A cousin of mine in Gaza City recounted to me his experience under Israeli assault over the course of the last few days. He explained how the shelling had affected him and his family and how anxiety levels were high as Gazans prepared for an onslaught reminiscent of the one that happened almost four years ago.
This evening I found an opportunity to get in touch with Fahed, a cousin just one year younger than me but who has been tried and tested far more than I ever will be. I asked him to give me a status update. He would only ask how my family was doing in the States, as if this was a casual talk with nothing going on in the background.
But by now, Israel had been striking Gaza for seven days beginning on Thursday, November 7, after an Israeli air strike killed a 12-year-old boy playing soccer in the streets. The attack had broken a two-week lull in violence.
Armed militias in Gaza responded with crude rocket fire while the Israeli military expanded its operation and continued the air strikes, taking down building after building and killing upwards of 10 civilians, including children, reports say.
An Egypt-brokered ceasefire went into effect but it only lasted two days before Israel launched a targeted assassination of Ahmad Jabari, a commanding officer of Hamas’s military wing. The strike had effectively broken the ceasefire and the violence erupted just as quickly.
Over the course of the day, the Israeli military launched dozens of air strikes in conjunction with a shelling campaign that mobilized warships just off of Gaza’s coasts. Meanwhile, resistance militias resumed rocket fire.
Fahed recounted how furious Gazans were that Israel had broken the ceasefire and embarked on a bombing campaign that saturated Gaza’s skies with fighter jets, attack helicopters, and armed drones. In a matter of hours, over 30 had been injured and the death toll reached at least 8 confirmed victims, including a 3-year-old child and an 11-month-old child.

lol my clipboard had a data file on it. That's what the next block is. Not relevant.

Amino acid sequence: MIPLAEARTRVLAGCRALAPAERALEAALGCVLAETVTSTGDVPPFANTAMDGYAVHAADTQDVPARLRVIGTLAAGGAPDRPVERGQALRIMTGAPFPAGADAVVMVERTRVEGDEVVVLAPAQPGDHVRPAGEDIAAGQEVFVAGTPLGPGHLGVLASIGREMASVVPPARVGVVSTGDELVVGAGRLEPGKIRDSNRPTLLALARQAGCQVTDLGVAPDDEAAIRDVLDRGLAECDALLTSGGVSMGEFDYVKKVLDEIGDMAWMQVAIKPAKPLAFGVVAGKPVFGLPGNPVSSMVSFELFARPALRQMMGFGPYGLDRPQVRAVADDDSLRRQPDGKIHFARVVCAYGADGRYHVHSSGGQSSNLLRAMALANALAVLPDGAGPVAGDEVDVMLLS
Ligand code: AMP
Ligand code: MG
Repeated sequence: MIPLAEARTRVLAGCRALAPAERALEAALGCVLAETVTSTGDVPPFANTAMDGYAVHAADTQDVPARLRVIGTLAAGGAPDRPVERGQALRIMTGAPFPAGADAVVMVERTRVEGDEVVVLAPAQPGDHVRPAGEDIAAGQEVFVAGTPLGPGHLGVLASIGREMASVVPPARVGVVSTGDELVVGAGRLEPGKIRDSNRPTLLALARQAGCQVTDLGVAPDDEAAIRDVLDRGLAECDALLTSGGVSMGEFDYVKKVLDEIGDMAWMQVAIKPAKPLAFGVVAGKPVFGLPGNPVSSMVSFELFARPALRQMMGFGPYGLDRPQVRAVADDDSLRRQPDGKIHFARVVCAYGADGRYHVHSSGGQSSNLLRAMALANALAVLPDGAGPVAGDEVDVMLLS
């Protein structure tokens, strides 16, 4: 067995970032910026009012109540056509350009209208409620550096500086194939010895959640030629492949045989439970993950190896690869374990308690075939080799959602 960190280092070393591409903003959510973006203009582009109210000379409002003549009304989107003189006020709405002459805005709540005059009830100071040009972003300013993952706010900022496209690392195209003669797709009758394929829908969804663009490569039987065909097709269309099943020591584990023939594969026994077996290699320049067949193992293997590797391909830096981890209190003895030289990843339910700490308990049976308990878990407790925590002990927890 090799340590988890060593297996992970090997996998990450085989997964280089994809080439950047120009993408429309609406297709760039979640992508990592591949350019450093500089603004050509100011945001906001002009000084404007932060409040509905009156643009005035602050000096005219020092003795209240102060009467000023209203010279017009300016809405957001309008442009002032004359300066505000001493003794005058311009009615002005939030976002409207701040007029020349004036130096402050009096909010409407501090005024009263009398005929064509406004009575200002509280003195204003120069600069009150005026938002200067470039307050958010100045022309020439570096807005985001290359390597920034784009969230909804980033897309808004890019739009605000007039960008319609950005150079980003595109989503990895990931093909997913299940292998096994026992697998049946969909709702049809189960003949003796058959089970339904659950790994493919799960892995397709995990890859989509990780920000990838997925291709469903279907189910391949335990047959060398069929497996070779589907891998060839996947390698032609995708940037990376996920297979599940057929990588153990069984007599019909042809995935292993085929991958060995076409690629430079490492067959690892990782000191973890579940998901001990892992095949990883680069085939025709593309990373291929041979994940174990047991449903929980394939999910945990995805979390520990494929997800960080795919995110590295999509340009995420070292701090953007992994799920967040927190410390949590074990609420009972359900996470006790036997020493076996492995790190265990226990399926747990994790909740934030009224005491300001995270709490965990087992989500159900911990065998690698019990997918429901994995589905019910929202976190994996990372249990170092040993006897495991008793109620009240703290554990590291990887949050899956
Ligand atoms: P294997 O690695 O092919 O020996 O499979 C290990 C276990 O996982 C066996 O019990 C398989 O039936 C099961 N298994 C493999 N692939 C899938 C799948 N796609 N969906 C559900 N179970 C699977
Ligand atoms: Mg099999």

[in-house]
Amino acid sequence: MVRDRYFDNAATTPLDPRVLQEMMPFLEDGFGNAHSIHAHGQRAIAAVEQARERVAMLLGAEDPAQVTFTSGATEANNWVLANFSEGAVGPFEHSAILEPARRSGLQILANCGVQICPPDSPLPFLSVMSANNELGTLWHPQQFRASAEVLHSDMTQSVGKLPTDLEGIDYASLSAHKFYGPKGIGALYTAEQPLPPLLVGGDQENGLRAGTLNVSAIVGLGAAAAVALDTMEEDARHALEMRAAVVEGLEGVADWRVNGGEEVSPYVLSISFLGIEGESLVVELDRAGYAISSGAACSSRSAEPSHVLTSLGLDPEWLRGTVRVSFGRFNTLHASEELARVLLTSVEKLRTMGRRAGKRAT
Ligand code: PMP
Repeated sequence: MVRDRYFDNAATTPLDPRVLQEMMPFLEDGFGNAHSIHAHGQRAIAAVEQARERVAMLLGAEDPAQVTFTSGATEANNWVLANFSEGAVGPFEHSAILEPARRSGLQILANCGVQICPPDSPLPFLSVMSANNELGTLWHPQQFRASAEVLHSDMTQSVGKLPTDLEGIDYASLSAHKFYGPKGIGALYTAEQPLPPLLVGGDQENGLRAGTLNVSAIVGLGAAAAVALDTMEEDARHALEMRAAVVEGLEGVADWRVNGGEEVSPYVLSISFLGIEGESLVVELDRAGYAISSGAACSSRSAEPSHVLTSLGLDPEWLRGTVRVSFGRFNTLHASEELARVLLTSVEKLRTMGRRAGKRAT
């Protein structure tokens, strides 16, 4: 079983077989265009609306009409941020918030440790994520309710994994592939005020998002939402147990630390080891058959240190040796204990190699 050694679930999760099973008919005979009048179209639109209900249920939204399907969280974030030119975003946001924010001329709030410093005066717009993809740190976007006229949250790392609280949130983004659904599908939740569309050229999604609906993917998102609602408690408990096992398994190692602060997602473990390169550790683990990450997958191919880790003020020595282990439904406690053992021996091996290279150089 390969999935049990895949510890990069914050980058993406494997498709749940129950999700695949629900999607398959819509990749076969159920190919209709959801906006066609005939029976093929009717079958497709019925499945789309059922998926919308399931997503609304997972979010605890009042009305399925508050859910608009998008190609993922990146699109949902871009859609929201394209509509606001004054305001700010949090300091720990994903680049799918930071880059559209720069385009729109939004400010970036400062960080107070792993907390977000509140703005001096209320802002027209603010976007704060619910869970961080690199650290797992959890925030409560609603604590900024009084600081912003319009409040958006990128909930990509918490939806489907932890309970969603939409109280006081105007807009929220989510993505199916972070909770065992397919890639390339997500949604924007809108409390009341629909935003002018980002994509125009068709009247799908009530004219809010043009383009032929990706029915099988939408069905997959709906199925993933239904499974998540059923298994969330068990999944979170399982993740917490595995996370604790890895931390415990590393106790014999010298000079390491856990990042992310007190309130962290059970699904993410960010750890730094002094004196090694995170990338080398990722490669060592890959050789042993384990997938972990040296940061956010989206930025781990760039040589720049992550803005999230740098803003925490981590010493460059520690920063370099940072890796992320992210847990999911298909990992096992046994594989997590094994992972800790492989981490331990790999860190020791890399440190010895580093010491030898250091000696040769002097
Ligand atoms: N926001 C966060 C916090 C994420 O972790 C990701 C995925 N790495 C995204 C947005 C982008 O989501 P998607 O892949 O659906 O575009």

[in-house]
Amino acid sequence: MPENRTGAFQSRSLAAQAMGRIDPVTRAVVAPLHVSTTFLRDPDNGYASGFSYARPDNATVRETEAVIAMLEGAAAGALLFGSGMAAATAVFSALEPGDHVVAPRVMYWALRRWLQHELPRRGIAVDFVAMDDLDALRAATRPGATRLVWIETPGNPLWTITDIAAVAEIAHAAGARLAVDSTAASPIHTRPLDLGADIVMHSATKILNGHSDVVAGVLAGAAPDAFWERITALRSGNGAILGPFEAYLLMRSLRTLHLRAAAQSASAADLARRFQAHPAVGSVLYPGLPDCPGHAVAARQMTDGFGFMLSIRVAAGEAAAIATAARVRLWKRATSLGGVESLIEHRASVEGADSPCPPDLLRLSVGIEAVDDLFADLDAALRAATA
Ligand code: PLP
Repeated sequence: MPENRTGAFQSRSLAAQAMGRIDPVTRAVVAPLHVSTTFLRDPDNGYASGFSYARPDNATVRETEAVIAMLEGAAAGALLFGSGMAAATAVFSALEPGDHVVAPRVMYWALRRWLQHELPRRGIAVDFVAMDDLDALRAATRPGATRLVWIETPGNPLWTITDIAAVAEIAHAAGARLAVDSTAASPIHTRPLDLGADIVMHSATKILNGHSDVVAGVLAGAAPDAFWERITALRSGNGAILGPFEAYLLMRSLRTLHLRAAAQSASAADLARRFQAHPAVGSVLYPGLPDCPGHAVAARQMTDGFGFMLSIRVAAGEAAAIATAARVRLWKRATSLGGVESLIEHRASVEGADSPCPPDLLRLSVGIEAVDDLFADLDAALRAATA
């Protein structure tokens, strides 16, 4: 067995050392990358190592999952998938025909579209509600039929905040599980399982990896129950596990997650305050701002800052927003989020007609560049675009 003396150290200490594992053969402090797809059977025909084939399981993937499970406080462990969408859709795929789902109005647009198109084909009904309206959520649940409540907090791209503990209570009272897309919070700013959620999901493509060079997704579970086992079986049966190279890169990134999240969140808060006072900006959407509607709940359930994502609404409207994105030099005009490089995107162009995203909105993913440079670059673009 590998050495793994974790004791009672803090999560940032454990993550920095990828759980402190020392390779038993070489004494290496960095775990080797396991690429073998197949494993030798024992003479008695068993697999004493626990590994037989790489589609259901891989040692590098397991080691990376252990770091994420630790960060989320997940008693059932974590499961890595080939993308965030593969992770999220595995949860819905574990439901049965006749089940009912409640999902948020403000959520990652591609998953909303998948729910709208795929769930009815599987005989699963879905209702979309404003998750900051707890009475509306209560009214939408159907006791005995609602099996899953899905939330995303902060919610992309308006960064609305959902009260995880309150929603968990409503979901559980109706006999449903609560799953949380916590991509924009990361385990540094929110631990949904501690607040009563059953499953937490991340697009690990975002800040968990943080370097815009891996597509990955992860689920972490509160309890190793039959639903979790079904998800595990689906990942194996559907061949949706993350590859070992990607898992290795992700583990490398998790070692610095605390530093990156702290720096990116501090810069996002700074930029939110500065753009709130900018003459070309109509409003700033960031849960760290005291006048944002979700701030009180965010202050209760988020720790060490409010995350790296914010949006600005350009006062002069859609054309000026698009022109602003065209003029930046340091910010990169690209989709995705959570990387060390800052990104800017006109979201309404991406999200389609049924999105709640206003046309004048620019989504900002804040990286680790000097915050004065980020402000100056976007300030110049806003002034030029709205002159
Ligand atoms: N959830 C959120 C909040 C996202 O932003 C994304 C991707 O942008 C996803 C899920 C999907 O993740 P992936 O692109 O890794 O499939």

I asked Fahed for more. This is when he broke the news. His home in the Al-Sabra neighborhood in northern Gaza City had suffered extensive damage. A missile landed in his neighbor’s home, he said, and injured two boys. The impact damaged his home.
His brother also relayed a similar experience. Fahed’s brother runs a cell phone shop (he can be found in the fourth to last image of this photo set) not far from the home that was damaged. His store faced a similar fate. It too requires extensive repairs. This means Fahed’s brother won’t be able to work, which means he’ll be even more unable to pay for the repairs unless he does them himself.
But that shouldn’t be too much of a challenge since he already has substantial experience. Four years ago, Fahed’s brother had to make repairs on his own home and on the home of his fiancé at the time. Her house had been converted to a temporary recreational hangout spot and field hospital for invading Israeli troops, it appears.
Fahed described his surroundings. The streets were empty. It was around 5 AM. The sound of the explosions and the blazes of the jets kept him awake. People were tense. I reminded him to stay away from windows, as if he didn’t know. He told me not to worry and that he wasn’t even at home in the first place. He had visited his sister who lives in another part of Gaza City. She had been crying and shaking uncontrollably for hours, he said, out of fear that a shell might land on her home. I guess some people can never get used to air invasions.
I asked Fahed to keep describing. He shared the photographs placed throughout this piece. The one of the young boy was taken by our other cousin, a nurse-in-training at Al-Shifa Hospital. The two small ones came from Fahed’s cell phone. He joked that if he had a proper camera, he’d spend his time outside, braving the missiles as if he isn’t doing that already and documenting whatever he could.
About one hour after we first spoke, the sounds of jet engines muffled for a bit. He seized the opportunity to sleep. Goodnight, cousin-friend-hero.